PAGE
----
A couple of weeks ago, I had the honor of joining a consulting team working on Bus Rapid Transit in Al Ain, United Arab Emirates. Al Ain, pop. around 500k, is straight south of Dubai, inland, and it could not be more different. While Dubai is a performance for the world, Al Ain is calm, satisfied and a bit inscrutable. Expat workers abound, including plenty of professionals hired from the West, but this feels like a city for Emiratis.
Built around a series of oases, Al Ain has been a crossroads and watering place for millennia. Like most such places, it's a bit of a chokepoint, defined by the Omani border and the massif of Jebel Hafeet rising to the south.
What's here for a transit blog? This:
"Grow a vision with public transport," with the obligatory child photo. (Another shows an Emirati man in agal and ghutra gazing thoughtfully into the distance.) Al Ain recently started up a bus system, and has a nice downtown station under construction. As you'd expect in the Emirates, it's mostly used by low-income guest workers from surrounding countries. Emiratis, who are a minority of the workforce, are mostly relatively wealthy and generally drive.
But why, if that's today's reality, would a public transit system be unveiled with such modern and air-conditioned buses? And why did they undertake this kind of marketing and imagery, designed to get Emiratis thinking about public transport and why it might be important for the city's and country's future?
Often, in the US, I encounter the attitude that buses are just for the poor and that therefore there's no point in spending more than the minimum on them. Plenty of US cities have bus systems whose service and infrastructure still convey that attitude. In these situations I'm always pointing out that transit dependence, like income, is a spectrum, that there are people everywhere along the spectrum, and that transit can therefore grow incrementally in relevance in response to modest, incremental investments. Even poor people make choices, and those choices have consequen This is, among other things, a reason to care about the quality of bus services, rather than just longing for trains.
That line should be a harder sell in the Emirates, a wealthy country where (a) decision-making is concentrated in an elite, (b) the middle class is far smaller and newer than in the US, and (c) the underclass consists of foreign "guest workers" who have little political influence. But the Al Ain bus system, and its vision-heavy marketing and investment in look and feel, suggests they may grasp the idea better than many Americans do. They are envisioning a future when a more diverse range of people will be motivated to use transit, as the car becomes less attractive or affordable for a host of converging reasons.
Great observation. This attitude seems to travel without question with Americans, so sensitized are we to the environmental cues of poverty. I sometimes get the impression that the planning issues people I talk to, would they ever be startled to find themselves in the presence of one, would actually flee from a bus. I can literally read it on their faces when (in my more naive moments with folks I discern mistakenly to be more experimentally minded) trying to sell them on the idea of inducing TOD with bus transfers. “Think about it,” I goad, “there’s the design opportunity for TOD: create the high-grade pedestrian environment needed for attractive connections which make the car people rue the fact that they are stuck with no place to park. Right there, right on the road!” I thereon try to hype the elegance of a high frequency network only to find my polite and well meaning compatriots still blinking at the thought that I’m mentioning buses. As if I couldn’t actually be serious!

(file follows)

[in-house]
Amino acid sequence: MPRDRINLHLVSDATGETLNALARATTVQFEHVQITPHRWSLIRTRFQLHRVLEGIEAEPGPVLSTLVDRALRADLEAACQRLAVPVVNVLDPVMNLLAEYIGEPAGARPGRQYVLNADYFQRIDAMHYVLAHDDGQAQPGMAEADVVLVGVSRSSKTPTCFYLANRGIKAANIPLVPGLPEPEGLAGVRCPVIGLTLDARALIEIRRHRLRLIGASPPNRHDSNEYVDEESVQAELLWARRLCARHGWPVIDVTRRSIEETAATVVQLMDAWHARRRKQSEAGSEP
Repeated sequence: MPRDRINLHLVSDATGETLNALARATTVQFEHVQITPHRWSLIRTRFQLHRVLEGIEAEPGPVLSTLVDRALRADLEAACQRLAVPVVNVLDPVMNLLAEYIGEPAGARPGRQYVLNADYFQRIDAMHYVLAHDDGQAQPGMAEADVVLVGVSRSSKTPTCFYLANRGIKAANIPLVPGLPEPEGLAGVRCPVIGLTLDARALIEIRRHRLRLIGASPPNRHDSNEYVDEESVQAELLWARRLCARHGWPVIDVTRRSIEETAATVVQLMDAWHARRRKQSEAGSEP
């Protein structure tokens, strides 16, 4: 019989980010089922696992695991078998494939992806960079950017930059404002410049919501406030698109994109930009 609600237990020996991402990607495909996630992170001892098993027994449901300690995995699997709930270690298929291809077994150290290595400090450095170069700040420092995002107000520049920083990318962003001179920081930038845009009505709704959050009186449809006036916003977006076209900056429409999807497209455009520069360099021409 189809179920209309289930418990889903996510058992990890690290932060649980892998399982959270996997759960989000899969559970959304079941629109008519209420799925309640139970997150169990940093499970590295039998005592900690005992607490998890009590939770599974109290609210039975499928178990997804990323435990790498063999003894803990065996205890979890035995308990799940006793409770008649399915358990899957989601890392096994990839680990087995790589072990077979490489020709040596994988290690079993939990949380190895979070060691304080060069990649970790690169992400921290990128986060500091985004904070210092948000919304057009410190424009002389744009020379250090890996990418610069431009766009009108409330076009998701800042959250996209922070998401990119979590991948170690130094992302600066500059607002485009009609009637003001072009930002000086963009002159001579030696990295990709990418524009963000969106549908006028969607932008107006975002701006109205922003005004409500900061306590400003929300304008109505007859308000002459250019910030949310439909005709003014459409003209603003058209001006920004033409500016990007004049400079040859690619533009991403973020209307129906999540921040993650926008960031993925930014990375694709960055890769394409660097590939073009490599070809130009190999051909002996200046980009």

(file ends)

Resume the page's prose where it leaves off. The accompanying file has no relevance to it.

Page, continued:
Your suggestion to shift the focus on the spectrum of choices and the incremental gains of utility is probably a better tact but still a hard sell. I think it helps to point to analogies. Twitter is actually a great example. There are the people who immediately get twitter as a cultural art, there are the people who dip in sporadically, mainly for amusement, there are the people who discover the incredible potential and even beauty of utility incrementally, there are those who just lurk for god knows what reason, and there are those who will never get twitter no matter how well you try to package it to them. The trick is to focus on improving the experience of the adaptable middle kinds, who draw on and contribute to the momentum of the experience for everyone.
Boy you sure get around.
Not only does Al Ain – and by extension the Emirate of Abu Dhabi – seem to understand the importance of developing a quality public transport system, but they have put a lot of effort into developing very robust long range comprehensive plans. When I look through the various planning documents for Abu Dhabi Vision 2030 from the Urban Planning Council (upc.gov.ae), I am struck by how thorough, well-thought-out and exemplary the emirate’s planning vision is. I think – but I don’t know for sure – that Abu Dhabi developed the UPC as a reaction to what it saw in Dubai and to ensure it avoided becoming another sprawling, auto-centric emirate.
Abu Dhabi is clearly thinking about its future and the long-term livability of its residents (both urban and rural). I hope this vision comes to reality, and I look forward to when I visit the UAE again to experience the results of these plans. I also hope Dubai and other governments in the region will keep an eye on Abu Dhabi’s planning process to learn a few lessons about how to appropriately plan for a growing, modern desert city.